I cleaned up all signs of my fingerprints at the crime scene and poured bleach down Johnny’s throat, just as they poured beer down mine. He foamed at the mouth, like a dog with rabies. Though I didn’t bash his head in like I did the others. I just gave him a good swing on the head to knock him out. He hit the ground with a thud, a soft knock on momma’s wood floors. If I bang my knuckles against the prison floors, I can almost replay the exact sound of my brother’s skull hitting the floor.
The police ruled it out as being an act of self-defense from the others. Idiots.
You’re probably wondering what I’m doing in between writing these entries. Just napping. That’s it. I’m savoring the feeling of waking up before it’s not a thing I’m capable of anymore.
I finally saved up enough money to move out of my mom’s place by working at a Pizzeria at twenty-one-years-old. There was still one more thing I needed to do though.
I decided not to tell my mother I was moving out. I didn’t even pack up until a few nights after one of my famous “outbursts.”
After Johnny’s death, Mama was extremely suicidal. She attempted several times, never thinking of me while she was at it I bet.
She never succeeded. Though how I wish she did. I didn’t think my body could handle any more beatings. She was even crueler to me when Johnny left, managing to find a way to blame me for the death of her favorite child. She made all kinds of comments, one of them being that I never should’ve let them have beers. How hilarious! I quite clearly remember her making me their bartender.
Her first attempt was drowning herself in the bathtub. Her rich boyfriend (who is currently funding my lawyer) found her, fully dressed, peacefully sinking to the bottom of her tub. The doctors said he got her just in time. A few more minutes and she would’ve been a goner. A few minutes too early Charles, a few minutes too early.
If I’m being completely honest here, maybe my mama really was trying to attempt that night.
It was after another one of my beatings. I didn’t wash the dishes from the other night. She went on a rant about me being a lazy slob and that I should’ve been grateful that she wasn’t charging me rent to stay with her. She got the iconic belt and whipped me across the face. It was the first time she aimed for the face. As a kid she always made me wear baggy clothes that covered all traces of my skin. Even during the 90 degree summers. She didn’t want anyone finding out what a not-so-perfect mom she was.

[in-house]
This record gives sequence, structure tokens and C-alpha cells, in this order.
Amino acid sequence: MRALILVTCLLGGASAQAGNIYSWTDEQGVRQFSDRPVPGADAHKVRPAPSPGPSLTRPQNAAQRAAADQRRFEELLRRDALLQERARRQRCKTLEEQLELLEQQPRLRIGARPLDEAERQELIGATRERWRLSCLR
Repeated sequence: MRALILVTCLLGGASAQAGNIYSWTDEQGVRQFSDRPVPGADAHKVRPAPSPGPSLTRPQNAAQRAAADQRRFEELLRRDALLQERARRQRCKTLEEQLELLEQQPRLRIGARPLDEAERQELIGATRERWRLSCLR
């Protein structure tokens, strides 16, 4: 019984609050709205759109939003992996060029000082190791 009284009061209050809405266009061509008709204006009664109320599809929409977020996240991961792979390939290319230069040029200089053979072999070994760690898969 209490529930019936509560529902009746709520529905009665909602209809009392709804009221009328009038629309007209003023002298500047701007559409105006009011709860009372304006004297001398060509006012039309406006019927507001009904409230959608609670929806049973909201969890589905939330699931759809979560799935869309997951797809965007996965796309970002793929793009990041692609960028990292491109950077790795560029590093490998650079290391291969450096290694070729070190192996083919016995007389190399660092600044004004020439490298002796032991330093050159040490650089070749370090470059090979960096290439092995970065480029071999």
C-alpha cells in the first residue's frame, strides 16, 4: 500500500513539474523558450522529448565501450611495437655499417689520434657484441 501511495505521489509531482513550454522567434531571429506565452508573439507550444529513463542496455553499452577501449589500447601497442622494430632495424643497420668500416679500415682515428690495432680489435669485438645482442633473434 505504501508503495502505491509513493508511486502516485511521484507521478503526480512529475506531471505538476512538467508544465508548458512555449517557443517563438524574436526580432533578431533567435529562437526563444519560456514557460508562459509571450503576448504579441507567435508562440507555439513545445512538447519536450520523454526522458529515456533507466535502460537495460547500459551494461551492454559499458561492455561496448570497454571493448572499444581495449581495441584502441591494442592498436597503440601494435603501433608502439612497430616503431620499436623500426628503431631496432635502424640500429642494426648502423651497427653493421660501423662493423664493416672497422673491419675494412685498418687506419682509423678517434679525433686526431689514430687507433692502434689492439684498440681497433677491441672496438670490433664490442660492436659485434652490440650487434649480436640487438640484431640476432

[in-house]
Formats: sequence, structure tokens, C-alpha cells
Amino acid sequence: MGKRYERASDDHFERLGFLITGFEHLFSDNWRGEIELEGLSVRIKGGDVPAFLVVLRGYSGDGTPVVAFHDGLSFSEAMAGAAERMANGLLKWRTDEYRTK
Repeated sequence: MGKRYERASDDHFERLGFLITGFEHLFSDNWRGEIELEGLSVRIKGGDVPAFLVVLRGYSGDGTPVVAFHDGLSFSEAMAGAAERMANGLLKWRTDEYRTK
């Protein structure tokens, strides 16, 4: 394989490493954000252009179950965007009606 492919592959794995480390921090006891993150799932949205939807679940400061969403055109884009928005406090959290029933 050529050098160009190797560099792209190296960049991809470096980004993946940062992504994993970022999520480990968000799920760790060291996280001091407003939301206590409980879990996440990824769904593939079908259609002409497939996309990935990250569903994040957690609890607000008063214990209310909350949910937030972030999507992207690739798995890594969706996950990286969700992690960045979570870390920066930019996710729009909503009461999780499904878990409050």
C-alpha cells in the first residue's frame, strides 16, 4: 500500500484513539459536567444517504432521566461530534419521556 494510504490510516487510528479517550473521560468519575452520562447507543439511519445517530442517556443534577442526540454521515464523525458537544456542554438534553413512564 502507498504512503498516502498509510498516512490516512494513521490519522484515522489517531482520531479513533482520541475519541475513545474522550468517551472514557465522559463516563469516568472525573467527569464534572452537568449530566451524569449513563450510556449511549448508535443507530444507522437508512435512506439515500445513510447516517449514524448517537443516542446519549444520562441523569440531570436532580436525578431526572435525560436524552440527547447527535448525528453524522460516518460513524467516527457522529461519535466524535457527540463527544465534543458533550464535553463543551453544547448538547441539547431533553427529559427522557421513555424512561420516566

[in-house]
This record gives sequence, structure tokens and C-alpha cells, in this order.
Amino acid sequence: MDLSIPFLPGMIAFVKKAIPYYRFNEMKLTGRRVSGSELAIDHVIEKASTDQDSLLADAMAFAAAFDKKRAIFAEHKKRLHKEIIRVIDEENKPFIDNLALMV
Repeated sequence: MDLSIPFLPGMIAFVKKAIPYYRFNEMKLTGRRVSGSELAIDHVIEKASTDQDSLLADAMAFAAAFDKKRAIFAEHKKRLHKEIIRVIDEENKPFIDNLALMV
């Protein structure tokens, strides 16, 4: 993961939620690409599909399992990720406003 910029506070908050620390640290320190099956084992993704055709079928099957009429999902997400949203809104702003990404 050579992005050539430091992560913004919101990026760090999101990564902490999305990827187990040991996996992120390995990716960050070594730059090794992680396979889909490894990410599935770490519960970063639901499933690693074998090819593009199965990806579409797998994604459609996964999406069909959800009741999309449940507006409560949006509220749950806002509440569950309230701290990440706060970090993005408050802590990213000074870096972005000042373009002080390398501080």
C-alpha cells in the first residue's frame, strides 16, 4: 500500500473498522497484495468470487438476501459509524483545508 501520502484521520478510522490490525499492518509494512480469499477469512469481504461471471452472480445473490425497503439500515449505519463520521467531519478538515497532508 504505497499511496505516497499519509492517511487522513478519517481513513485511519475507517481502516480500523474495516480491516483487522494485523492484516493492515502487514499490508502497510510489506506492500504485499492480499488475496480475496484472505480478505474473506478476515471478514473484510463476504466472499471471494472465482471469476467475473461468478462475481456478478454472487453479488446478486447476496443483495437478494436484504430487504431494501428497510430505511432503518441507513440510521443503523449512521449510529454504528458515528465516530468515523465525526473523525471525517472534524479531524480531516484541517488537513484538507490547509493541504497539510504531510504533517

She left a big, red, bloody streak on my face. It scarred. You can still see it to this day.
After, she left the room as if nothing happened and went upstairs to warm up her bath. She hadn’t taken a bath since her last attempt. I honestly didn’t care.
So I thought to myself, why not make sure she goes through with it this time? I got up behind her, pushed her in, held her down, and drowned her. Or I thought I did. I thought I had watched her die. Her eyes rolled back, and even the heavy blush on the apples of her cheeks couldn’t disguise her porcelain skin turning ten shades lighter.
When I saw her come out of the bathroom a few hours later I almost had a seizure. She didn’t say a word and neither did I.
So why did she choose to report me seven years later? Did it really take her that long to figure it all out?
“How’re you doing today Cullen?”
“Just great Doc! I’ve been taking everything in lately. Treating each day as if it’s my last.”
“Just wonderful Cullen, splendid even! But why the sudden change of mindset? It’s out of character, even for you.”
“Tell me. You’re supposed to be the doctor.”
“Open up Cullen. Don’t make me grab you by the cheeks.”
“No need for that. I mean, I’m already tired. There’s no need for you to waste any of your meds on me. I’m sure there are other patients who would be elated to get some sleep tonight-”
He grabbed my cheeks.
So you’re probably wondering who the fifth victim is. Did I ever tell you that I’m really good at swallowing items and then coughing them back up? I’ve been collecting the tablets since I got here. Just enough to overdose on.
Sidenote: I may or may not have told a fib earlier. I do plan these things ahead of time. I just don’t realize that I am.
Cullen Wilder. My final victim.
I can’t wait to have my face slapped on the cover of People magazine instead of my mother for once.
I’ll finally get the recognition I deserve.
Art Piece by Taite Smith